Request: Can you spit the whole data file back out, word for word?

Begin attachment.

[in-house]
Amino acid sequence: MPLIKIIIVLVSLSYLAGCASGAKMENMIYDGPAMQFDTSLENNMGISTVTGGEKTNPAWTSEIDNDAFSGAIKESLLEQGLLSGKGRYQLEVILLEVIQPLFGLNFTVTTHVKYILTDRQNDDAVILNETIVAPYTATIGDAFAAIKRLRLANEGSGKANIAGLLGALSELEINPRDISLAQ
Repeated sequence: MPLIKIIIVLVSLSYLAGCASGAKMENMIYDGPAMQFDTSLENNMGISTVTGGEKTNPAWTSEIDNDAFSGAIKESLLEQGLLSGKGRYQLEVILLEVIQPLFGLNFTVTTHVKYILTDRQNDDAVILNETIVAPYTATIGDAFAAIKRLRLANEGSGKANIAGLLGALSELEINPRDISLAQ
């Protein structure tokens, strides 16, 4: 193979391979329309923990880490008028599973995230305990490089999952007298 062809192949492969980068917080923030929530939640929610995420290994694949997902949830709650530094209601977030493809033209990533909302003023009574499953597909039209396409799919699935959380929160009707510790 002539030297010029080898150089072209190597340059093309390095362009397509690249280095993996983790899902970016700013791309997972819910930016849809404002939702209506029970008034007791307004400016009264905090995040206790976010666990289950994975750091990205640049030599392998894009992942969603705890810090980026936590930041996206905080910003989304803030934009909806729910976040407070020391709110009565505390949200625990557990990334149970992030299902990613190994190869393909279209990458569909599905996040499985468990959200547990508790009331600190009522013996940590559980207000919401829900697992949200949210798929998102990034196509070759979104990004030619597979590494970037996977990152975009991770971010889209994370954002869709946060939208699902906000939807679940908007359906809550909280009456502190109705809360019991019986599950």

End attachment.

[in-house]
Amino acid sequence: MPLIKIIIVLVSLSYLAGCASGAKMENMIYDGPAMQFDTSLENNMGISTVTGGEKTNPAWTSEIDNDAFSGAIKESLLEQGLLSGKGRYQLEVILLEVIQPLFGLNFTVTTHVKYILTDRQNDDAVILNETIVAPYTATIGDAFAAIKRLRLANEGSGKANIAGLLGALSELEINPRDISLAQ
Repeated sequence: MPLIKIIIVLVSLSYLAGCASGAKMENMIYDGPAMQFDTSLENNMGISTVTGGEKTNPAWTSEIDNDAFSGAIKESLLEQGLLSGKGRYQLEVILLEVIQPLFGLNFTVTTHVKYILTDRQNDDAVILNETIVAPYTATIGDAFAAIKRLRLANEGSGKANIAGLLGALSELEINPRDISLAQ
């Protein structure tokens, strides 16, 4: 193979391979329309923990880490008028599973995230305990490089999952007298 062809192949492969980068917080923030929530939640929610995420290994694949997902949830709650530094209601977030493809033209990533909302003023009574499953597909039209396409799919699935959380929160009707510790 002539030297010029080898150089072209190597340059093309390095362009397509690249280095993996983790899902970016700013791309997972819910930016849809404002939702209506029970008034007791307004400016009264905090995040206790976010666990289950994975750091990205640049030599392998894009992942969603705890810090980026936590930041996206905080910003989304803030934009909806729910976040407070020391709110009565505390949200625990557990990334149970992030299902990613190994190869393909279209990458569909599905996040499985468990959200547990508790009331600190009522013996940590559980207000919401829900697992949200949210798929998102990034196509070759979104990004030619597979590494970037996977990152975009991770971010889209994370954002869709946060939208699902906000939807679940908007359906809550909280009456502190109705809360019991019986599950």